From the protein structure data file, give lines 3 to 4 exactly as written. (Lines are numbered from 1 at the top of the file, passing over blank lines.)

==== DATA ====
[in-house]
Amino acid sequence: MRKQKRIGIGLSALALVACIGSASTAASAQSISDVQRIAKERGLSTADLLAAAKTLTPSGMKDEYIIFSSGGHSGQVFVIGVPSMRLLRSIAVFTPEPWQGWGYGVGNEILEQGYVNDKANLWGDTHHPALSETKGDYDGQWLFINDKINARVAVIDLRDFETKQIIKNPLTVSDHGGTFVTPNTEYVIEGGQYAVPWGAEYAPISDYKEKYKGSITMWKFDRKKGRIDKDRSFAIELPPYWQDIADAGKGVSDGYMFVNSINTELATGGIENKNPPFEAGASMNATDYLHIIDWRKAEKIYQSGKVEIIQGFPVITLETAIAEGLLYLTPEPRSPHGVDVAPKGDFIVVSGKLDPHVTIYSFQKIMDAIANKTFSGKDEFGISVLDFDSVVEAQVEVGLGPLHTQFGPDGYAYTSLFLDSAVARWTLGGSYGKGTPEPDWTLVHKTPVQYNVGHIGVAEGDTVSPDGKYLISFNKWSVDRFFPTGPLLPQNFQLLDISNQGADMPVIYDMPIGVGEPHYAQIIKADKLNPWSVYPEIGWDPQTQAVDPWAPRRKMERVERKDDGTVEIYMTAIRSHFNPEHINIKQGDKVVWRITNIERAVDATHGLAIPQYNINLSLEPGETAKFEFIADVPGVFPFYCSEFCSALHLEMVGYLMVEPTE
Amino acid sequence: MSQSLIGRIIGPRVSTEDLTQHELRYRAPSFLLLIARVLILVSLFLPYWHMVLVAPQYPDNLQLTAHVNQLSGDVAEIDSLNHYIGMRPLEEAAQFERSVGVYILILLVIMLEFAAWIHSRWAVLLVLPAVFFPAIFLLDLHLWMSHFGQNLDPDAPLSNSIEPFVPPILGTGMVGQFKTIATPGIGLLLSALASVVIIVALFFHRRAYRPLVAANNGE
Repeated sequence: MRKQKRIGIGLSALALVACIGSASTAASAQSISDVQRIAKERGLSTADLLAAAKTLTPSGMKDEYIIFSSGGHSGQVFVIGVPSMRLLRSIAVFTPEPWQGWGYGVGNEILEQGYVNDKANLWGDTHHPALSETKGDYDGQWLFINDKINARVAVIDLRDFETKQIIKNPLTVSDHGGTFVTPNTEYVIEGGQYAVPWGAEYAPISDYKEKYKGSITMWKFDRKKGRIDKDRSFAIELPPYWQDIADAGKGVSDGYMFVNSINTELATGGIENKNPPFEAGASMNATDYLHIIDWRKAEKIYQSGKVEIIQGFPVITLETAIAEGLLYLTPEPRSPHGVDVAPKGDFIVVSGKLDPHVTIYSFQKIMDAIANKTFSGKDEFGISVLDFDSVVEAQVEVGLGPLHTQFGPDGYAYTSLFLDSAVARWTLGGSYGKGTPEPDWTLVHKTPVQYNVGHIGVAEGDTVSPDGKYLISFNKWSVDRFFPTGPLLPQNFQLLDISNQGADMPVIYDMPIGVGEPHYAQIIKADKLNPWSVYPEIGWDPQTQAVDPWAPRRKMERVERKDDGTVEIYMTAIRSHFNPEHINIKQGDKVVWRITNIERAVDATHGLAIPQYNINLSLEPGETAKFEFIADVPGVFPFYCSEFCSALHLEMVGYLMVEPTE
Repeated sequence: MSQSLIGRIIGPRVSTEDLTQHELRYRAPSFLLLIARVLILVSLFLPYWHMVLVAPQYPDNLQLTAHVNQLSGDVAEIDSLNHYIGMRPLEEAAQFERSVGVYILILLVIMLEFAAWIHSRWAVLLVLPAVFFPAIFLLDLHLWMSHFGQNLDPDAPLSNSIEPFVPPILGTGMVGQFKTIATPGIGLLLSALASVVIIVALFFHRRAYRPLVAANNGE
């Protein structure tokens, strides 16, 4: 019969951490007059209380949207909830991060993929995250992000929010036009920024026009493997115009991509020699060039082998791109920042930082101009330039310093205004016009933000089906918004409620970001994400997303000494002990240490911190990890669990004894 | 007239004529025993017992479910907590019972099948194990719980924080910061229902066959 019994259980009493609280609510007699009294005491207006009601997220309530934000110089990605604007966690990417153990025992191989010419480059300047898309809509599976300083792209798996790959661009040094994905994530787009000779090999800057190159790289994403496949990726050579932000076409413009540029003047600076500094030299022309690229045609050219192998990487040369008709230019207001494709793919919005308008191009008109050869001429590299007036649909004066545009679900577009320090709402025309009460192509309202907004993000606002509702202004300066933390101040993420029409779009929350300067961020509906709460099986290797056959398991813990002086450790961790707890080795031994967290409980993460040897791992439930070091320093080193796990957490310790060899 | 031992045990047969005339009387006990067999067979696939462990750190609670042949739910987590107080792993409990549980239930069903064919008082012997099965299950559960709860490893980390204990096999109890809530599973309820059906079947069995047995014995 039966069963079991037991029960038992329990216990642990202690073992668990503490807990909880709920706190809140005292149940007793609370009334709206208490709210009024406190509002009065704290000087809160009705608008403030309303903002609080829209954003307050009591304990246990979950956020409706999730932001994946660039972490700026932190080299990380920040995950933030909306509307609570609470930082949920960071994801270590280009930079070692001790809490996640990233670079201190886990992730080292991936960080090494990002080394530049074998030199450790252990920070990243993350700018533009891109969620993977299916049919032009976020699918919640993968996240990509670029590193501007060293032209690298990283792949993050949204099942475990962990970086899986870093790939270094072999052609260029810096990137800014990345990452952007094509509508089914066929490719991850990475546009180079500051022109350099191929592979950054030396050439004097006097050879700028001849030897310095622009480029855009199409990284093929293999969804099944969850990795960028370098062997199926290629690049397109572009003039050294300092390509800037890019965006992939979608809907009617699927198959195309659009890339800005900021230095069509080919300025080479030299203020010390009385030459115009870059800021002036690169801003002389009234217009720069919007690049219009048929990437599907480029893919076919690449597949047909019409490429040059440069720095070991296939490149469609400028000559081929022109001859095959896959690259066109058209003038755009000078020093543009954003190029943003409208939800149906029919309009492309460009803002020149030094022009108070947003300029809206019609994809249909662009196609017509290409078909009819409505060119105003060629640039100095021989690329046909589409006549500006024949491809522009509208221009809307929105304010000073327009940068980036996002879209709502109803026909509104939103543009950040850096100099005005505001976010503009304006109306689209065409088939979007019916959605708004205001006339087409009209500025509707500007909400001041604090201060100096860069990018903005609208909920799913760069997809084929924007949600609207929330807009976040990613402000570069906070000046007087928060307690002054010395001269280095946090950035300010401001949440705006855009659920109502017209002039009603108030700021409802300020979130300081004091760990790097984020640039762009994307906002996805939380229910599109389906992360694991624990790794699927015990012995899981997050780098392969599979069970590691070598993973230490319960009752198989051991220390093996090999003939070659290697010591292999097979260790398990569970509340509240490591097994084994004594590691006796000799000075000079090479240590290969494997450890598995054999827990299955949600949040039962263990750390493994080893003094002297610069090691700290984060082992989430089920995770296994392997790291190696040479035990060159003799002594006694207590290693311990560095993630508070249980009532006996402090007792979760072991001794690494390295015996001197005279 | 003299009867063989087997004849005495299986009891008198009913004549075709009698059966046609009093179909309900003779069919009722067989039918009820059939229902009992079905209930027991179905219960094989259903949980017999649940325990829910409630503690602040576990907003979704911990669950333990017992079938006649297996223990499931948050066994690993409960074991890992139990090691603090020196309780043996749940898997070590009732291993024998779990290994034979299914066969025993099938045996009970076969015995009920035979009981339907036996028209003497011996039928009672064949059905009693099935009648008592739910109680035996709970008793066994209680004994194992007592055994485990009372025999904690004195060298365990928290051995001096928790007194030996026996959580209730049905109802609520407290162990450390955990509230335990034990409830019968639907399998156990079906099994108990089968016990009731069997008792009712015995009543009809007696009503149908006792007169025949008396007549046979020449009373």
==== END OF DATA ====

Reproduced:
Amino acid sequence: MSQSLIGRIIGPRVSTEDLTQHELRYRAPSFLLLIARVLILVSLFLPYWHMVLVAPQYPDNLQLTAHVNQLSGDVAEIDSLNHYIGMRPLEEAAQFERSVGVYILILLVIMLEFAAWIHSRWAVLLVLPAVFFPAIFLLDLHLWMSHFGQNLDPDAPLSNSIEPFVPPILGTGMVGQFKTIATPGIGLLLSALASVVIIVALFFHRRAYRPLVAANNGE
Repeated sequence: MRKQKRIGIGLSALALVACIGSASTAASAQSISDVQRIAKERGLSTADLLAAAKTLTPSGMKDEYIIFSSGGHSGQVFVIGVPSMRLLRSIAVFTPEPWQGWGYGVGNEILEQGYVNDKANLWGDTHHPALSETKGDYDGQWLFINDKINARVAVIDLRDFETKQIIKNPLTVSDHGGTFVTPNTEYVIEGGQYAVPWGAEYAPISDYKEKYKGSITMWKFDRKKGRIDKDRSFAIELPPYWQDIADAGKGVSDGYMFVNSINTELATGGIENKNPPFEAGASMNATDYLHIIDWRKAEKIYQSGKVEIIQGFPVITLETAIAEGLLYLTPEPRSPHGVDVAPKGDFIVVSGKLDPHVTIYSFQKIMDAIANKTFSGKDEFGISVLDFDSVVEAQVEVGLGPLHTQFGPDGYAYTSLFLDSAVARWTLGGSYGKGTPEPDWTLVHKTPVQYNVGHIGVAEGDTVSPDGKYLISFNKWSVDRFFPTGPLLPQNFQLLDISNQGADMPVIYDMPIGVGEPHYAQIIKADKLNPWSVYPEIGWDPQTQAVDPWAPRRKMERVERKDDGTVEIYMTAIRSHFNPEHINIKQGDKVVWRITNIERAVDATHGLAIPQYNINLSLEPGETAKFEFIADVPGVFPFYCSEFCSALHLEMVGYLMVEPTE